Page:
Steve Skubinna, in the comments:
Growing up, I knew MacMurray form My Three Sons and the Disney films. Fatherly or avuncular, the epitome of decency.I put this comment in the post for a couple of reasons. First, I agree 100%; MacMurray was an incredibly versatile actor, starring in dramas, comedies, romantic movies and even westerns. And in the second place, the comment gives me an excuse to post the following video clip of a scene from the hilarious, but shamefully underappreciated 1945 screwball comedy, Murder, He Says, in which MacMurray plays the role of a poll-taker who is trying to track down a colleague who went missing out in the sticks somewhere. Without having seen more of the movie than is represented by this scene, you don't really have the full context of what's going on, but the slapstick stuff is funny in its own right.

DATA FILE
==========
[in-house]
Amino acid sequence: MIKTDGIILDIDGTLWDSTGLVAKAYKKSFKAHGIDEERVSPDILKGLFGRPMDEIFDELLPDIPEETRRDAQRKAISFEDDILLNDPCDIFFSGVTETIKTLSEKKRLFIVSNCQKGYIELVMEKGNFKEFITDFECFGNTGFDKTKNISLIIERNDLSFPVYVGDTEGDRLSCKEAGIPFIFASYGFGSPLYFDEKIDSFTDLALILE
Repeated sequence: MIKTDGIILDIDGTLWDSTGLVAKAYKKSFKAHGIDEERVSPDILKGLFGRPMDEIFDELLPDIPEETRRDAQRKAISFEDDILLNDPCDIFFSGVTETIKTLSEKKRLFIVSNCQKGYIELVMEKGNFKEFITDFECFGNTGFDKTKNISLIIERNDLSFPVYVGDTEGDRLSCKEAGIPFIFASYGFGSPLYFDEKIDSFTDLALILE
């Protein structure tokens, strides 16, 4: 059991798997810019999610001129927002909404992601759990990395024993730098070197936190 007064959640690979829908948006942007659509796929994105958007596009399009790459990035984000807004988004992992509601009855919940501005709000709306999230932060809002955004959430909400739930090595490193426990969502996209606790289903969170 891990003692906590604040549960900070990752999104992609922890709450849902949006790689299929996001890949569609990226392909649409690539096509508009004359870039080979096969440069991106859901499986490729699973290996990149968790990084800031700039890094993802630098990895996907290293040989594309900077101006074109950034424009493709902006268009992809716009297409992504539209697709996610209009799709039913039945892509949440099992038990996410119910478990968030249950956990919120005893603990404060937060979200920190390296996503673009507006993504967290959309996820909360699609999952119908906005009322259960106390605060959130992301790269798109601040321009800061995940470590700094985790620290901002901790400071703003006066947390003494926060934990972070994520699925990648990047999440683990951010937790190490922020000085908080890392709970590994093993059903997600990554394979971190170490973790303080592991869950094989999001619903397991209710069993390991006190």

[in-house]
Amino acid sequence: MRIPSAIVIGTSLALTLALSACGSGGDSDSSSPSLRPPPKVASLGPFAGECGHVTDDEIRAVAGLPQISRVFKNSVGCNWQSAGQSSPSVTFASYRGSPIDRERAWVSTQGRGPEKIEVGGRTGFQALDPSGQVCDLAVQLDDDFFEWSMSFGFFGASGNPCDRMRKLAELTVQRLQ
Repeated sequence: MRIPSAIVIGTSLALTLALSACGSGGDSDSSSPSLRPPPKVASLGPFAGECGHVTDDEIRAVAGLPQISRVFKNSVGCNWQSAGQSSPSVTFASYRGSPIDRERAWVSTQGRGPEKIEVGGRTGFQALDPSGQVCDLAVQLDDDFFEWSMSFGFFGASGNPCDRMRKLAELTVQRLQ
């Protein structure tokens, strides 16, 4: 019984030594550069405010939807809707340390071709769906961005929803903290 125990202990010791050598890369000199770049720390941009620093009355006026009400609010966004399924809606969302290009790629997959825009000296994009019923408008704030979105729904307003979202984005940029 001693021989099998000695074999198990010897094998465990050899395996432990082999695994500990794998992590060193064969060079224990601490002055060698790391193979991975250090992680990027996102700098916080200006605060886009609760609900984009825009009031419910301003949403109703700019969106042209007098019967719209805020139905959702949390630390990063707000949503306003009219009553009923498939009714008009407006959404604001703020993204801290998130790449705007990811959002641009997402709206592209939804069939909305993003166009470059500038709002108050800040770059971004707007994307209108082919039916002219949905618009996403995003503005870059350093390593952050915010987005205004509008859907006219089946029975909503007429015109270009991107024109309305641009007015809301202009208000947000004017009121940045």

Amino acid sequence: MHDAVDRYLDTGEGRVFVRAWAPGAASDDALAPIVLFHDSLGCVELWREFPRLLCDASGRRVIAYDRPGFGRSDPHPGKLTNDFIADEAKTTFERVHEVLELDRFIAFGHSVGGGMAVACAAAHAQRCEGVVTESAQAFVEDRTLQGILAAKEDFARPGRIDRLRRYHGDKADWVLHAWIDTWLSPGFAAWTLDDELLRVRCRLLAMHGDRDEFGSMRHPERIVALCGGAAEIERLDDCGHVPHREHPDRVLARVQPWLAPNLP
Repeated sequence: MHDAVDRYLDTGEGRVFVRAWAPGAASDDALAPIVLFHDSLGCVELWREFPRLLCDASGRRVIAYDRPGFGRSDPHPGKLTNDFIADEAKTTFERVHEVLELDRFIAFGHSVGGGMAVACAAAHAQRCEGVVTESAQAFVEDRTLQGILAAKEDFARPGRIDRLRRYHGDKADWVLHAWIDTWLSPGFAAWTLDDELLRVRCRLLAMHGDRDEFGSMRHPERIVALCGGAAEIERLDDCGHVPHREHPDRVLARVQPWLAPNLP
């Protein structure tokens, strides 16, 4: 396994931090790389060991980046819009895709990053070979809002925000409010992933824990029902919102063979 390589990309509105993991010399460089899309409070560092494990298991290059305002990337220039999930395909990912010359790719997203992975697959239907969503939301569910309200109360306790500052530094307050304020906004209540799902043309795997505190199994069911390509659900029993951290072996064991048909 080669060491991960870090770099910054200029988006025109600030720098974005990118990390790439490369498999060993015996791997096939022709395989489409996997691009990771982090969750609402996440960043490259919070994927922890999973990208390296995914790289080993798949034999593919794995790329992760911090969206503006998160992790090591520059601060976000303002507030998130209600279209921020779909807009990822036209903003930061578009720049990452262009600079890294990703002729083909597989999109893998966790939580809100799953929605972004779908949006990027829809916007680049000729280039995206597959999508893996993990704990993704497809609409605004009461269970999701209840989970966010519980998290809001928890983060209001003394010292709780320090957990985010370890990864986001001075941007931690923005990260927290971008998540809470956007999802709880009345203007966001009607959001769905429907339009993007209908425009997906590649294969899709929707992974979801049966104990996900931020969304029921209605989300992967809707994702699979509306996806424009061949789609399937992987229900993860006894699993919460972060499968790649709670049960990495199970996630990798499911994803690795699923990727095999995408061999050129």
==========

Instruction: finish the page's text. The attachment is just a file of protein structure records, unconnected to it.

I think the first time I saw him play a less that savory character was as Keefer in The Caine Mutiny. That was disturbing. Next was as Jack Lemmon's smooth but amoral boss in The Apartment. Wow. Then Double Indemnity. Golly, but that guy could play anything! I now believe that he was his generation's most underrated actor. Incredible ability to break whatever expectations you had from his previous work.